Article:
"Peace With Honor"
Context: Lord John Russell, long a prominent Whig and from 1846 to 1852 Britain's Prime Minister, became Foreign Secretary in a new ministry of Whigs and moderate Tories under Lord Aberdeen early in 1853. Within two months he resigned the secretaryship but agreed to remain in the cabinet without office. When Russia, under Tsar Nicholas I, occupied Moldavia and Wallachia, two Balkan provinces of the Ottoman Empire, Britain and France sent fleets into the Aegean. Attempting to avert war, the major European powers drafted a compromise known as the "Vienna Note." The Turks insisted on an amendment designating the Sultan rather than the Tsar as principal protector of the Turkish Christians. Aberdeen's ministry endorsed the amendment, but when it was rejected by the Tsar, the British cabinet, in Russell's absence, decided to press the Turks to accept the original terms. Irate over what seemed to him an abandonment of Britain's earlier commitment to the Turks, Russell wrote Aberdeen on September 17, 1853, of his intention to resign from the ministry. That same evening before a public meeting at Greenock, Scotland, he spoke on the subject of the crisis. The "Vienna Note" failed, and by the end of October, 1853, the Turks' efforts to recover the provinces north of the Danube had marked the beginning of the Crimean War. In his Greenock speech, Russell said:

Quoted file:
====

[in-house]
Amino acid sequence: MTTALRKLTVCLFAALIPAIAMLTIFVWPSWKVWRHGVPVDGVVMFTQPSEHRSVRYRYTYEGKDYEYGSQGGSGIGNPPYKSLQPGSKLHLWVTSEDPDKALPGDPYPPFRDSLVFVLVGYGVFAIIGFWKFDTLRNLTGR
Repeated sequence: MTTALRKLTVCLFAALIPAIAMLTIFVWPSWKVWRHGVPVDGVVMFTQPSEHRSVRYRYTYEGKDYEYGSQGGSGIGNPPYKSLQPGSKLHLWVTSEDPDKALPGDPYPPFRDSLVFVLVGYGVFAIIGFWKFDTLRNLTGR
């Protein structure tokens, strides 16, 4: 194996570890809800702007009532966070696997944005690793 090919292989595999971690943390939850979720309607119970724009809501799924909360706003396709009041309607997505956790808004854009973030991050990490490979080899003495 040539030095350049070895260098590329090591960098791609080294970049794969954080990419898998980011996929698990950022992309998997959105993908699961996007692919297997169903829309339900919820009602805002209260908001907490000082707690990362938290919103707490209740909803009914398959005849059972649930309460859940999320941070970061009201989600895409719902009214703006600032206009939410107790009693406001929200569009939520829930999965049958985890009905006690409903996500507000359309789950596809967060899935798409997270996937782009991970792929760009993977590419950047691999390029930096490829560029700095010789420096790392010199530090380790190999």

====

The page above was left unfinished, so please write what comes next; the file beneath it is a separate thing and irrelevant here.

While we endeavour to maintain peace, I certainly should be the last to forget that, if peace cannot be maintained with honour it is no longer peace.